Chip Kelly brings a level of excitement to a program — his offensive system has proven to work in college, after all — but a big reason for UCLA Football‘s 6-7 record last season was the defense. A common theme from the Jim Mora era was talent that didn’t quite get it done at UCLA. Some under-performed, some couldn’t get comfortable in their role and some just got injured, but many went on to the NFL still. Last year the disappointment came to a head and led to his dismissal — they ranked 118th in the FBS by allowing over 36 points per game (Editor’s note: *uncontrollable laughing at UCLA’s expense*). The 476 points they gave up all year (Editor’s note: *continued uncontrollable laughter* Hoo man sorry, I just — oh baby that’s bad — sorry, continue) was only better than the 1-11 Oregon State Beavers in the conference, a far cry from this time last year when they were expected to contend for a league title. Do they have the playmakers to improve their defense to contend for a Pac-12 Championship? Let’s look at each position group.
The defensive line is a group that Mora recruited especially well — ironic, given the Bruins’ horrific struggles up front especially against the run game. Kelly inherits multiple highly-touted lineman, including five-star edge rusher Jaelan Phillips, despite his current wrist injury. There are also multiple other top-300 prospects across this line returning to compliment a solid top-20 recruiting class. Look for all of the incoming freshman to challenge for playing time early along the line, including DE Elijah Wade and, flanking as a potential pass-rushing OLB, Bo Calvert. While it’s not usually a great sign to have true freshmen playing a lot on either line, the Bruins at least can know that they don’t lack talent, even if it’s raw.
Also unfortunately for the trenches, returning DT Boss Tagaloa — who as a recruit had a .948 composite ranking and, in his first two seasons at UCLA, looked every bit the cannonball gap-stuffer that could anchor the line — has been moved to center due to Mora’s neglect of the offensive line and a lack of depth that makes “rebuilding” look like the understatement of the afternoon, although an analysis of that side of the ball is for another article.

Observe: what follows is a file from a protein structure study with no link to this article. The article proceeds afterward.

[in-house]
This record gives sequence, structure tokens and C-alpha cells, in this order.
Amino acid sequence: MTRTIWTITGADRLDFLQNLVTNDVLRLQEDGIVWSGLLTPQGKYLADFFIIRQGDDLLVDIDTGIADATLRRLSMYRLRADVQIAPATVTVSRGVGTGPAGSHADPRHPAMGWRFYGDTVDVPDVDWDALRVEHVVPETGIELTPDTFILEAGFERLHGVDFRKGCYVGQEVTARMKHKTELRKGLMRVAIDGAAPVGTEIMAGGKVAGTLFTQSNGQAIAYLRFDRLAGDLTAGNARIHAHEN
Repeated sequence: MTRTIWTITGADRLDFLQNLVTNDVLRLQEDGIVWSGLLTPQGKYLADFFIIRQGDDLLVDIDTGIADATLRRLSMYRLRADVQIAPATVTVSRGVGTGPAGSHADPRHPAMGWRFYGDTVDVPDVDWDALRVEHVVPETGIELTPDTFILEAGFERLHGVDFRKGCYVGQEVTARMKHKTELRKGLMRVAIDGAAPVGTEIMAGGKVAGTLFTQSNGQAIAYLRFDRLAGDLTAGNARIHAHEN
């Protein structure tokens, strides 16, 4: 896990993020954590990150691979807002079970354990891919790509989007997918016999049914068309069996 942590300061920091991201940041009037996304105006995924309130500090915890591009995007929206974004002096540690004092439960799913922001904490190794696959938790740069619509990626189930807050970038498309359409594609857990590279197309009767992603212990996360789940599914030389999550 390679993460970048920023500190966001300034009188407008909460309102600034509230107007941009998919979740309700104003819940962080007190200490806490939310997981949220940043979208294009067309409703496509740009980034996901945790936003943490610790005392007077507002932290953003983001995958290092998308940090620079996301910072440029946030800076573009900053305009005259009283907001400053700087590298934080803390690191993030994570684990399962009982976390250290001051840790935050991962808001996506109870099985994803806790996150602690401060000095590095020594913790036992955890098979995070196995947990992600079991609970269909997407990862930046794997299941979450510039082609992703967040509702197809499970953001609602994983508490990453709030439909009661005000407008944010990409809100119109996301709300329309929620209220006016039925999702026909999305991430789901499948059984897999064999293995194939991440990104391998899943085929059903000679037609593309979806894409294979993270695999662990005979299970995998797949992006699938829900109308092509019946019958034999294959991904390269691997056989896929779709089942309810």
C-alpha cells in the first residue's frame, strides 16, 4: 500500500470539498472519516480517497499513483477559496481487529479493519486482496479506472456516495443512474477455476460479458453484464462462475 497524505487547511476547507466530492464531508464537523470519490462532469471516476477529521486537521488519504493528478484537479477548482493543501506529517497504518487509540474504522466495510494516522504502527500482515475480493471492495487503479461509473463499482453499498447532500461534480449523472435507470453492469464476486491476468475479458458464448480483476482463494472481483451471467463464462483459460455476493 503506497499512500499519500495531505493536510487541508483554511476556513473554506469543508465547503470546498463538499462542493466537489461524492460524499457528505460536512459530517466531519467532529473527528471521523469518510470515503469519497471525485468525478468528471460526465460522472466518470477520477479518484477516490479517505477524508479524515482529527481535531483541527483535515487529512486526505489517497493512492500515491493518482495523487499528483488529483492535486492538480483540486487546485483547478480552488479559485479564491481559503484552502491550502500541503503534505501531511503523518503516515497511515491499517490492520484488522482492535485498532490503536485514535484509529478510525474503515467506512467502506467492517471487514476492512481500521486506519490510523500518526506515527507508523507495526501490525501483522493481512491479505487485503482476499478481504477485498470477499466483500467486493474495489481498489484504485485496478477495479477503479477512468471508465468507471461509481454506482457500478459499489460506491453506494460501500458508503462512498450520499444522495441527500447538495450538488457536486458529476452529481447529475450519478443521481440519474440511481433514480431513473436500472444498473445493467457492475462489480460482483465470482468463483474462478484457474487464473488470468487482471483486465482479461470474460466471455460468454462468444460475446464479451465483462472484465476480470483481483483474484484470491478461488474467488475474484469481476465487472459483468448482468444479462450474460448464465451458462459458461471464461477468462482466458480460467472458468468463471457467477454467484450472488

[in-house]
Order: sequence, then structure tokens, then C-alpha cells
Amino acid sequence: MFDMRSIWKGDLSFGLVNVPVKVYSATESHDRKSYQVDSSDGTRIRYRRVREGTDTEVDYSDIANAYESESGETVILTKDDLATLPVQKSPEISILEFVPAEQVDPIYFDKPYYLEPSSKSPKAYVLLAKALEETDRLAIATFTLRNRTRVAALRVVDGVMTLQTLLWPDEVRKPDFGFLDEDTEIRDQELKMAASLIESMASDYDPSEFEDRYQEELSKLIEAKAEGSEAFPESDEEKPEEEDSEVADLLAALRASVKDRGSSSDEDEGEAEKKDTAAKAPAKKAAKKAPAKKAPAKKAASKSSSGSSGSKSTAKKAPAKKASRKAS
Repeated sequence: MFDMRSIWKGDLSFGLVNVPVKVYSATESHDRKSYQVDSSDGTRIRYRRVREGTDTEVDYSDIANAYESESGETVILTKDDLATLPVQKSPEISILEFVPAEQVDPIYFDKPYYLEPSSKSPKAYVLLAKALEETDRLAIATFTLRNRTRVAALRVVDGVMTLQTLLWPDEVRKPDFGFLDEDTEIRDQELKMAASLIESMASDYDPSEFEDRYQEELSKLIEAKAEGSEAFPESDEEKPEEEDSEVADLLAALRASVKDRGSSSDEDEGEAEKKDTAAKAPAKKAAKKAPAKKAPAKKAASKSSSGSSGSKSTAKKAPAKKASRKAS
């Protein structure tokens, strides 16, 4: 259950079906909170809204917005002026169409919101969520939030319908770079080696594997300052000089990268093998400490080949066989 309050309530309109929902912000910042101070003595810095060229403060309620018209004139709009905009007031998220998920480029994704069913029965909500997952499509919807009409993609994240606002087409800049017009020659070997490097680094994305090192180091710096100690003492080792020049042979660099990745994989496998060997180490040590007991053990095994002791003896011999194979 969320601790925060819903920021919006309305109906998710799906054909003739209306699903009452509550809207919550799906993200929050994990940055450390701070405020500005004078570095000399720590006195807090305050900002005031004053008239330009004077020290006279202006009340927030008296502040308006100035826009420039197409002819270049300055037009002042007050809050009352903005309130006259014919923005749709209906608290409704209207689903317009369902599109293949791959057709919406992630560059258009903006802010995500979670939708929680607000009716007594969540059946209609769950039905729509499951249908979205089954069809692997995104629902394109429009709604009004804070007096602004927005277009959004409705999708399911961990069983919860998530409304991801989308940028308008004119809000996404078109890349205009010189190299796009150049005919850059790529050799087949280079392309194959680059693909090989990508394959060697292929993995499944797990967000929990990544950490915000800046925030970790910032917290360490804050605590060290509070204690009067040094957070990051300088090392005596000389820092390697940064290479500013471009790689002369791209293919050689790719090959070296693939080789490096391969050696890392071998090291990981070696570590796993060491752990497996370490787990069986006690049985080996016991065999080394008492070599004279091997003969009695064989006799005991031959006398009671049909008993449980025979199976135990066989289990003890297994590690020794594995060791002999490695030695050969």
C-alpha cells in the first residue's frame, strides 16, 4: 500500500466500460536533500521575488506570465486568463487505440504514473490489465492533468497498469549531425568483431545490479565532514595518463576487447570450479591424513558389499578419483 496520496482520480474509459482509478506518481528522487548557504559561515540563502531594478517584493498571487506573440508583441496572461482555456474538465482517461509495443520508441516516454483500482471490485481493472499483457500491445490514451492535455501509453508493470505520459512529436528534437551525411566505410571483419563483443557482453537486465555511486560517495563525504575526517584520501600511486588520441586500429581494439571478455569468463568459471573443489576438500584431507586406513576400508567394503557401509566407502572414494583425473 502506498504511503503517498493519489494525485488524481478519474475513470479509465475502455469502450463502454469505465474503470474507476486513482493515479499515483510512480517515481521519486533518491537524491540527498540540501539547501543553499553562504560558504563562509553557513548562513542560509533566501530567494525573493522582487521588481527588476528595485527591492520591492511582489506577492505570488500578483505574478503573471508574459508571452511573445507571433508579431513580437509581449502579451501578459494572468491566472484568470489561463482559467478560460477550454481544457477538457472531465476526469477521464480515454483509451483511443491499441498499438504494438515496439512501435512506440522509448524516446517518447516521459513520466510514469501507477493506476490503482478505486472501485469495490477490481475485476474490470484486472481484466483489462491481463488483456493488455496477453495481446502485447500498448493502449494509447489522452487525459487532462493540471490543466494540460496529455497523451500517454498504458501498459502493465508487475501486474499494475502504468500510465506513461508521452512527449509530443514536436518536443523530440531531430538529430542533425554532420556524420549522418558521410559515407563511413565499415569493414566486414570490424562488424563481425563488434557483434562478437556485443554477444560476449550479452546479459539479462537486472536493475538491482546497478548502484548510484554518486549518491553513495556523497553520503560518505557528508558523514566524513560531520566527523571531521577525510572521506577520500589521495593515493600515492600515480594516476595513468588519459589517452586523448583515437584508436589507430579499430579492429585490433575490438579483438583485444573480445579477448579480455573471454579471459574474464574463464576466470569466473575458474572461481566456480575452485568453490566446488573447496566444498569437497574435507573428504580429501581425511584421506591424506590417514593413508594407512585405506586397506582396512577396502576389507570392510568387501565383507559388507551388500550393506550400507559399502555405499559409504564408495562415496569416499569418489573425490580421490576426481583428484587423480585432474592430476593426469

Besides the aforementioned OLB Calvert, the Bruins have only one incoming LB in this class, but Tyree Thompson is a Juco transfer who can potentially contribute right away. They also only lost one major contributor, albeit their biggest contributor in Kenny Young, but another year of progression could help this group. Many freshman came in last year and were forced into playing time by injury which can only be beneficial moving forward. Keisean Lucier-South was a five-star defensive end coming into college, but last year he started to transition to outside linebacker. In his first full season there after a proper offseason to prepare, he should showcase his athleticism and be a real force for the Bruins.
This group is littered with players returning from injury who will be vital to UCLAs success. Mique Juarez was a key part of this linebacking corps who missed the end of last season – his return could stabilize the rotation and provide quality depth. Josh Woods is in that group as well, as a borderline starter who missed time last year. If he returns healthy, it would be another capable body that could steady the ship, adding experience and talent.
For a second straight year, the Bruins lose their biggest secondary piece as Jaleel Wadood was drafted this past April but they do return a very strong group. Adarius Pickett and Nate Meadors return for their final seasons, as well as Octavius Spencer. Darnay Holmes was a lauded prospect and led the team as a true freshman with three interceptions. He should start every game this year and continue to improve into a real headache for opponents. Four-star athlete Bryan Addison could play some in the defensive backfield as well. He has the speed to cover while also being unafraid to come downhill and make a tackle. His versatility could turn him into a big weapon for this UCLA defense.
As the Bruins prepare for the 2018 season, they know that it will take improvements defensively to challenge for that elusive Pac-12 Championship. While a coaching transition always seems to mess with the upcoming season no matter the lopsided talent that’s left behind, at least UCLA and Kelly have the comfort of actually having talent to utilize (unlike, say, the new coaches at Oregon State). It’s up to the new coaching staff to finally get the most out of the available talent on the roster. If they can stay healthy, the talent is there with playmakers on every level.